The San Joaquin Valley’s response to the Governor’s budget

150 150 Niki Woodard

One of many school districts in the San Joaquin Valley that stands to benefit from Gov. Brown’s new budget

Not too long ago, Governor Jerry Brown unveiled his proposed budget. For the first time in more than a decade, deficit-encumbered California is projected to spend less than it takes in (about a billion dollars less).

Hailed by Californians of all ideological stripes as a welcome display of fiscal prudence, the governor’s budget is a particularly important achievement for the state’s fiscally conservative.

Connie Conway (R-Tulare), Assembly Minority Leader, wrote in an editorial on January 18, “When Gov. Jerry Brown released his proposal for this year’s state budget, I couldn’t believe my ears. It truly sounded as though the governor channeled his inner Republican.”

Conway’s response was fairly typical among San Joaquin Valley residents and elected officials. In effect, the sentiment can be surmised as one of pleasant surprise, somewhere along the lines of wow, I’m sure glad I didn’t place a bet on that one.

Jean Rousseau, Tulare County Chief Administrative Officer, told the Visalia Times-Delta, “I think the governor’s done a good job, quite frankly, getting the state’s fiscal house in order” without having to make major program cuts.

People in the Central Valley have focused on how the budget infuses much-needed funds into the state’s struggling education system, and shifts some control from the state to the local level.

The budget allocates $2.7 billion of new funding to K-12 schools, in addition to $1.8 billion in deferred payments. The increase in funding is largely a result of Proposition 30, which California voters approved in November 2012 with 55 percent of the vote.

Though every California school district will be receiving increased funding in the 2013/2014 fiscal year, districts with needier student populations will receive more. Under the governor’s proposed Local Control Funding Formula, school districts would receive supplemental funding for each low-income, English learner, or foster-care student served. Districts with high concentrations of English learners and economically disadvantaged students (50 percent or more) would receive additional funds.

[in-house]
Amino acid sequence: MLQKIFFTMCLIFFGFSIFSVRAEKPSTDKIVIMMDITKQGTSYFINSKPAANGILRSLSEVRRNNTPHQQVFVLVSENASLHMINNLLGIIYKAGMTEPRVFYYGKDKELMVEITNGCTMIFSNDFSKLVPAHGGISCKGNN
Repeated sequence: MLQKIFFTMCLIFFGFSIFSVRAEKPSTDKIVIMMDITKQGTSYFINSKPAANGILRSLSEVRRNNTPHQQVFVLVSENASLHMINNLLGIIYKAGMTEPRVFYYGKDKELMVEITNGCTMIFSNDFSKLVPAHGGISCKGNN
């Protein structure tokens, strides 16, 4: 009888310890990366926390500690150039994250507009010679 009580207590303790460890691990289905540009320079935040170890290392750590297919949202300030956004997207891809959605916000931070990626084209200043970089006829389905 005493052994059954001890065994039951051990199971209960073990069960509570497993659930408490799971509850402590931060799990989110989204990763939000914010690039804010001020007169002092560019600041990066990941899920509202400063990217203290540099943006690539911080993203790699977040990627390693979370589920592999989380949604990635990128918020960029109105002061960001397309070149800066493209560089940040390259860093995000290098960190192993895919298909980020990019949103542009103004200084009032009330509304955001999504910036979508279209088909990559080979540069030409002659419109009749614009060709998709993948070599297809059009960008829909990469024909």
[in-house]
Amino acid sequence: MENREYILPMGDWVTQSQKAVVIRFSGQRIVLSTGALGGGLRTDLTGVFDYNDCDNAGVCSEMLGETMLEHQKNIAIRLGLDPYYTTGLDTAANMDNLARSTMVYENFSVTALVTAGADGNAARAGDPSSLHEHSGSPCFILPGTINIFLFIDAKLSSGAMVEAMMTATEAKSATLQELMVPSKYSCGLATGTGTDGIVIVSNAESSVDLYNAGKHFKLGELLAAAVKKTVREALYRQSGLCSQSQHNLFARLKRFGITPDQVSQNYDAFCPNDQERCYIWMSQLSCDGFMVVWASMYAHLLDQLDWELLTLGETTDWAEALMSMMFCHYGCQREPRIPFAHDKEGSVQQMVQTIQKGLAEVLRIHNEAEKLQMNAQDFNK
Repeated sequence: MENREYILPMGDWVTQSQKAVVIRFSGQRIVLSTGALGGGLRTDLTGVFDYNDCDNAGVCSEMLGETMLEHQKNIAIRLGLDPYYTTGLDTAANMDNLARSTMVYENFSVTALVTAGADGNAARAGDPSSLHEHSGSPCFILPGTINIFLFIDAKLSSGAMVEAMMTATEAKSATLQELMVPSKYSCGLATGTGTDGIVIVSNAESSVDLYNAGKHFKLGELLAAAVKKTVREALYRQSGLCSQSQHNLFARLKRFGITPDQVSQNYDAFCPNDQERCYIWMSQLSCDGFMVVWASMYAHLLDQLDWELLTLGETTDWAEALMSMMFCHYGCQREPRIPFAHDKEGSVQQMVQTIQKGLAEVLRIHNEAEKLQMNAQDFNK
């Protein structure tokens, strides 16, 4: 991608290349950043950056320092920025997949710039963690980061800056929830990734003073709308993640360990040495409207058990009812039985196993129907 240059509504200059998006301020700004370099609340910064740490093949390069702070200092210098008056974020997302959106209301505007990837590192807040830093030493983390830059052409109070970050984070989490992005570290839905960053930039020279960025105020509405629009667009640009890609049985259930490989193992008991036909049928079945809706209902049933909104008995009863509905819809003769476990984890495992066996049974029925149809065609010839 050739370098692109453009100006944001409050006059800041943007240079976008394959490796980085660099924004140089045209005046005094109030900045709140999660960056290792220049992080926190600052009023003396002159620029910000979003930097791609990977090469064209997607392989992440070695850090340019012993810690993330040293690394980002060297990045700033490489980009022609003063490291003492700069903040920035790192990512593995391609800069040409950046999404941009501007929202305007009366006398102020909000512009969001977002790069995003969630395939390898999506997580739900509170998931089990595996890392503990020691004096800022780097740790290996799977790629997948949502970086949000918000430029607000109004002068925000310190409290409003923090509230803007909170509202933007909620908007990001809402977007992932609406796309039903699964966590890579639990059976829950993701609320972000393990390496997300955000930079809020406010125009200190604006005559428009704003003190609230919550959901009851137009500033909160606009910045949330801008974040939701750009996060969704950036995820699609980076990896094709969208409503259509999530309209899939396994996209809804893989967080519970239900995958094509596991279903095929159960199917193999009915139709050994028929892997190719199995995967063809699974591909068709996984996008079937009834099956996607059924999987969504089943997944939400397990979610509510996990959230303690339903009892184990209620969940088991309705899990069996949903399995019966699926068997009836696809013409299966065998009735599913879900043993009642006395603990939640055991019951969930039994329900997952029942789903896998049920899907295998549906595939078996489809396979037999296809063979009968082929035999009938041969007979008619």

“School districts serving those students who have the greatest challenges will receive more generous increases—so that all students in California have the opportunity to succeed,” said the governor’s press office in a statement.

For the rural Central Valley, this spells out a promise of hope.

If all goes according to plan, Fresno Unified School District would reap significant financial benefits with 82 percent of its students eligible for free and reduced-price lunches and 40 percent English learners. Similarly, in the Bakersfield City School District, 89 percent of the student body qualify for free or reduced lunches and 29 percent are English learners.

In addition to boosting school funding, many in the Central Valley are heralding the governor’s plan for giving local districts more power to set their own priorities by removing categorical restrictions that dictate how certain state funds are used.

“Local control is a good, strong philosophy, and we support that,” said Mary Barlow, assistant superintendent at the Kern County Superintendent of Schools Office in an interview with the Bakersfield Californian.

Though the governor’s budget must still pass through a gauntlet of revisions before it is approved, public sentiment bodes well for its journey.

According to Connie Conway, “While the governor’s budget raises challenging questions, it does present some opportunities for bipartisan action. Republicans stand ready to help pass a fiscally responsible budget that makes the governor’s ‘Year of Fiscal Discipline’ a reality.”


Niki Woodard

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